Competency Expectations in the Internal Medicine Clerkship
Sara B. Fazio, MD, FACP
Department of Medicine, Beth Israel Deaconess Medical Center, Harvard Medical School
A summary of Fazio SB, Ledford CH, Aronowitz PB, Chheda SG, Choe JH, Call SA, Gitlin SD, Muntz M, Nixon LJ, Pereira AG, Ragsdale JW, Stewart EA, Hauer KE. Competency-Based Medical Education in the Internal Medicine Clerkship: A Report from the Alliance for Academic Internal Medicine Undergraduate Medical Education Task Force. Academic Medicine. 93(3): 421-427, March 2018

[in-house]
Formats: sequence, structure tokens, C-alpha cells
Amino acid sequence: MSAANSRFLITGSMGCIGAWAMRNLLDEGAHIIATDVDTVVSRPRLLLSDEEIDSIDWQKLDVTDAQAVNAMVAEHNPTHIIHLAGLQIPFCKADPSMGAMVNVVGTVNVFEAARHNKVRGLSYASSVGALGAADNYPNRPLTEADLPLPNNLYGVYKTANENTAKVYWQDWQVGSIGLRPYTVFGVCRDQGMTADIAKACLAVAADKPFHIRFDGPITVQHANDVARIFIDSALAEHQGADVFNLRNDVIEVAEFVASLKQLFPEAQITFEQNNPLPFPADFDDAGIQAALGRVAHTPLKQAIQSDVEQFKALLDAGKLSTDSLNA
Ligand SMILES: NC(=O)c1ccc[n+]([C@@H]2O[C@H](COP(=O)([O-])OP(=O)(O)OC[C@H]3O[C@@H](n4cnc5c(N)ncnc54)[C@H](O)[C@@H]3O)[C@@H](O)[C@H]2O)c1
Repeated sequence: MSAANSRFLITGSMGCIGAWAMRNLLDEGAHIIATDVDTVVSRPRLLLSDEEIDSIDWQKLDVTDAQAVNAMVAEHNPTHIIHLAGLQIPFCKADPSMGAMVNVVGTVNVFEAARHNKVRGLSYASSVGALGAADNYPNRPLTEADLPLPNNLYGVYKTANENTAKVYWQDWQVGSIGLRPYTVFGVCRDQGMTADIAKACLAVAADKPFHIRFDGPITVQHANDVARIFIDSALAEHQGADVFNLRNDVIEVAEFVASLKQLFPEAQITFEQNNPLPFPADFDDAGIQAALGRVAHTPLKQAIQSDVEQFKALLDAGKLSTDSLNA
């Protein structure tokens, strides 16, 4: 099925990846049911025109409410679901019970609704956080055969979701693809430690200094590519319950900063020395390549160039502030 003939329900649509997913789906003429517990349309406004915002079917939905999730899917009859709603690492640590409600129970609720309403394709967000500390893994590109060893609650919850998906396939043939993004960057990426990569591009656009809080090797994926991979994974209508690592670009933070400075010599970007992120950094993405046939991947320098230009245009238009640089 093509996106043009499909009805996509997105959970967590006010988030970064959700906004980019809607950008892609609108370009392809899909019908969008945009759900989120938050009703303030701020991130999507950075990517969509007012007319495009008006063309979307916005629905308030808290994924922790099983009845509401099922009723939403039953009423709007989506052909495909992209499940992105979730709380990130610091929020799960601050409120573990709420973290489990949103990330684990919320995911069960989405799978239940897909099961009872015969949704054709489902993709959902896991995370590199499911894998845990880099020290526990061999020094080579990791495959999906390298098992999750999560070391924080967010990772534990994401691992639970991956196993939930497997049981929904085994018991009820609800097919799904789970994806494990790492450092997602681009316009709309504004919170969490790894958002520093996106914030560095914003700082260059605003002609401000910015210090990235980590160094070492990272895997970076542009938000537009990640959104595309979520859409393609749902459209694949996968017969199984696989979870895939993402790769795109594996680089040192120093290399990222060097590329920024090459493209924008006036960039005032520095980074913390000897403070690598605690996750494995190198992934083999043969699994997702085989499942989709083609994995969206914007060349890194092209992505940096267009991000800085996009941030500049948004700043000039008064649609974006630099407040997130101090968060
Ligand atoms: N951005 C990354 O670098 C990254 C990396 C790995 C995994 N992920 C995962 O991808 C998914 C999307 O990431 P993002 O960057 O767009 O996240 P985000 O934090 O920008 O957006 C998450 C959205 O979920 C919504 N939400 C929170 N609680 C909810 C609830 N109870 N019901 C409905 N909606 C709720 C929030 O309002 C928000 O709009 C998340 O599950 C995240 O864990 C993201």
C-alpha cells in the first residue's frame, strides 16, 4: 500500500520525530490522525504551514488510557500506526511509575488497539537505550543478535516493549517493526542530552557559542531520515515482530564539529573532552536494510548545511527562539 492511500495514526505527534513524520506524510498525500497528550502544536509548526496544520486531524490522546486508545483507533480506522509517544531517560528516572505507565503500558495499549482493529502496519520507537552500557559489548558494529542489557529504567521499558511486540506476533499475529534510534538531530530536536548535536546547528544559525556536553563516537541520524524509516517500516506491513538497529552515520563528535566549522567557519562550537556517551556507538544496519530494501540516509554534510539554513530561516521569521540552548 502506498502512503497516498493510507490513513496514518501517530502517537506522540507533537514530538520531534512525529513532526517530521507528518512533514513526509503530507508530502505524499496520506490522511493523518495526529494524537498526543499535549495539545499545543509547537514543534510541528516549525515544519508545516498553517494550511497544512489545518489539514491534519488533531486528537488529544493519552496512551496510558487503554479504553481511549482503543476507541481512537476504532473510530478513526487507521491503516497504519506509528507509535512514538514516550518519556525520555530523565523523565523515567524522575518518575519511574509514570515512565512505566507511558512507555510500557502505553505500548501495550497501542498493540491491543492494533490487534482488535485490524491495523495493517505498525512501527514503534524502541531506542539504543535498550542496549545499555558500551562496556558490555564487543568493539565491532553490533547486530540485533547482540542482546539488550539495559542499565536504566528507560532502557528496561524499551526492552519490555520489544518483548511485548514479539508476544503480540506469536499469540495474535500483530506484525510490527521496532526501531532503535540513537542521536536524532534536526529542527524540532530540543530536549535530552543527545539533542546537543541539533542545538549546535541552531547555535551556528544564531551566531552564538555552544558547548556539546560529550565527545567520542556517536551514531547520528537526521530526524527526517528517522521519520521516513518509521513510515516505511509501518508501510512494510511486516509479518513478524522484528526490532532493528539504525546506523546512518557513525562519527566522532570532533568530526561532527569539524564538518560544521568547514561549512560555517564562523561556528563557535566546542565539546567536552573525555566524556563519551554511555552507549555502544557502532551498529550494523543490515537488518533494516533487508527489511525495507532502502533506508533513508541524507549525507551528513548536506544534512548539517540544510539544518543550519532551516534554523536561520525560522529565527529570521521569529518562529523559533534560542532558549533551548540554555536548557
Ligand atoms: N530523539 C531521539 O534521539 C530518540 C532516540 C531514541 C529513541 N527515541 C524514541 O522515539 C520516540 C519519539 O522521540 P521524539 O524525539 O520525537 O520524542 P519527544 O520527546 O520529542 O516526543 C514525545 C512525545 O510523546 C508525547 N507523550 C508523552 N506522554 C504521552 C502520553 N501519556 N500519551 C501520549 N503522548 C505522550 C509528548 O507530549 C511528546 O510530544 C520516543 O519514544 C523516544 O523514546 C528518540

Competency-based medical education (CBME) has become a defining feature of medical education reform over the past decade, with an increasing presence in undergraduate medical education (UME). A competency-based approach occurs along a continuum, facilitating the learner to proceed at a more flexible and individualized pace, within limits. It is also learner-centered and can support learners’ growth mindset. Learners benefit from frequent feedback on competencies and milestones to guide their course along a developmental trajectory. Rather than basing outcomes on an arbitrary construct of time, a CBME approach offers a behavioral paradigm. In CBME, a learner’s ability (knowledge, skill, or attitude) is determined based upon the learner’s demonstrated performance of specific tasks essential to the profession. Entrustable Professional Activities (EPAs) have thus emerged as a practical way to assess learner competency. (1,2) An EPA is a unit of work (an activity essential to the practice of medicine) that is both observable and measurable and encompasses one or more competency domains. (1,2)